# Five men and seven women stand in a line in random order. What is the probability that each man stands next to at least one woman?

Five men and seven women stand in a line in random order. Let $$m$$ and $$n$$ be relatively prime positive integers so that $$\frac{m}{n}$$ is the probability that each man stands next to at least one woman. Find $$m + n$$

I've gotten an answer but for some reason it is incorrect. The correct answer is $$287$$. Here's what I've done: First, let us use complementary counting to find the number of ways to arrange the men and women such that there exists one man who is not adjacent to any women. Then, there must be a section of MMM (an M is a male), MMMM, or MMMMM. Now, let's count with PIE.

There are $$10$$ places to put the MMM in a string of 12 letters, and for the remaining men and women, there are $$\binom{9}{2}$$ ways to arrange them. So, we have $$10 \cdot \binom{9}{2}$$. However, this overcounts MMMM twice, so we subtract each MMMM once. There are $$9$$ places to put an MMMM and $$\binom{8}{1}$$ ways to place the remaining men and women, so we have $$10 \cdot \binom{9}{2} - 9 \cdot \binom{8}{1} = 360 - 72 = 288$$. MMMMM is counted correctly because we count it 3 - 2 = 1 time. There are $$\binom{12}{5} = 792$$ ways to arrange the men and women in total, so we have $$1 - 288/792 = 504/792 = 7/11$$. So, we get $$7 + 11 = 18$$, which is wrong.

• Consider also MM at the beginning or end. Mar 23 at 3:27

Inclusion-exclusion seems complicated here. A simpler approach with fewer cases is to use stars and bars to count the good arrangements. Suppose first that all men are isolated, and let $$w_1,\dots,w_6$$ be the number of women in each of the resulting blocks: $$w_1 \quad M \quad w_2 \quad M \quad w_3 \quad M \quad w_4 \quad M \quad w_5 \quad M \quad w_6$$ Then $$w_1+\dots+w_6=7$$ and $$w_i\ge 1$$ for $$i\in\{2,3,4,5\}$$. Equivalently, we want to count the nonnegative integer solutions to $$y_1+\dots+y_6=7-4$$, and by stars and bars this count is $$\binom{7-4+6-1}{6-1}=\binom{8}{5}=56$$. Perform similar computations for the cases with one or two MM. The resulting total turns out to be $$356$$, which yields probability $$356/\binom{12}{5}=89/198$$.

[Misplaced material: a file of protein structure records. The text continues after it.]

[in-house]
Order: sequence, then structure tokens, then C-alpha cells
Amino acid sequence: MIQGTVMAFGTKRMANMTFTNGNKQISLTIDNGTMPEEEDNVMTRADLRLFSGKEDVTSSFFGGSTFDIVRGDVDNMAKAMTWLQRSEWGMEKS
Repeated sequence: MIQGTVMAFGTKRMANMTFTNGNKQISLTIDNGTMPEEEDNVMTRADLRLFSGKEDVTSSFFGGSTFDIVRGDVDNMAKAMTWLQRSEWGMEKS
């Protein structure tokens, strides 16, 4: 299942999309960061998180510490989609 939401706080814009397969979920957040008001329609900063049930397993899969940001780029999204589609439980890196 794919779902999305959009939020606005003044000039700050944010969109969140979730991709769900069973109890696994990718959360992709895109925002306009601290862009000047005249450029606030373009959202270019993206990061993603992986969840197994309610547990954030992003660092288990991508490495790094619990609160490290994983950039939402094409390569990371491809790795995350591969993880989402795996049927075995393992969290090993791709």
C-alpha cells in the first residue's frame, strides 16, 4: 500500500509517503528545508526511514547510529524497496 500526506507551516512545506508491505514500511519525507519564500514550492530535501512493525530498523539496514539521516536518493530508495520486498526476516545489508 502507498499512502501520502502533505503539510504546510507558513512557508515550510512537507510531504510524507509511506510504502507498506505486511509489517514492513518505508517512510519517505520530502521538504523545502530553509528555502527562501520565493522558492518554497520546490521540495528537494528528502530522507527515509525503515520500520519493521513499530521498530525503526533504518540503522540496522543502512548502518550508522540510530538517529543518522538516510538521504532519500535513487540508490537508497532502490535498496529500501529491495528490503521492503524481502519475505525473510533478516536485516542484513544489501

• Oh, I had completely forgotten about stars and bars. I thought it would be too complicated to directly calculate the probability, so I just skipped the option entirely. Mar 23 at 16:02
• For the cases with $w_1 \ MM \ w_2 \dots$, you need $w_1 \ge 1$, and for the cases with $MM$ at the right, you also need the rightmost $w_i \ge 1$. Mar 23 at 17:07

The error in your attempt is here:

Then, there must be a section of MMM (an M is a male), MMMM, or MMMMM.

You have missed out the possibility that it starts or ends with MM.

Everything else you've done is correct, so $$7/11$$ is the probability that there are no three (or more) men in a row.

If men were to be all separate, there are clearly $$8$$ spots where they can be put to satisfy the given conditions.$$\quad-W-W-W-W-W-W-W-$$

But there are $$6$$ "non-edge" spots, where two men can be put while still satisfying conditions

You should be able to get the answer directly without taking recourse to inclusion-exclusion or stars and bars.

$$\dfrac{\dbinom85 +\dbinom61\dbinom73+\dbinom62\dbinom61}{\dbinom{12}5} = \dfrac{89}{198}$$

• @RobPratt: Quite, but what if OP has not yet learnt stars and bars ? Mar 23 at 14:19
• By introducing decision variables $m_i$ for the number of men in spot $i$, this is equivalent to counting the nonnegative integer solutions to $\sum_{i=1}^8 m_i=5$ with $m_i \le 1$ for $i\in\{1,8\}$ and $m_i \le 2$ for $i\in\{2,\dots,7\}$. Mar 23 at 14:57
• Because of the upper bounds on $m_i$, the stars and bars approach doesn't directly apply, but the reformulation as counting nonnegative integer solutions is still a useful way to think about the problem. Mar 23 at 15:01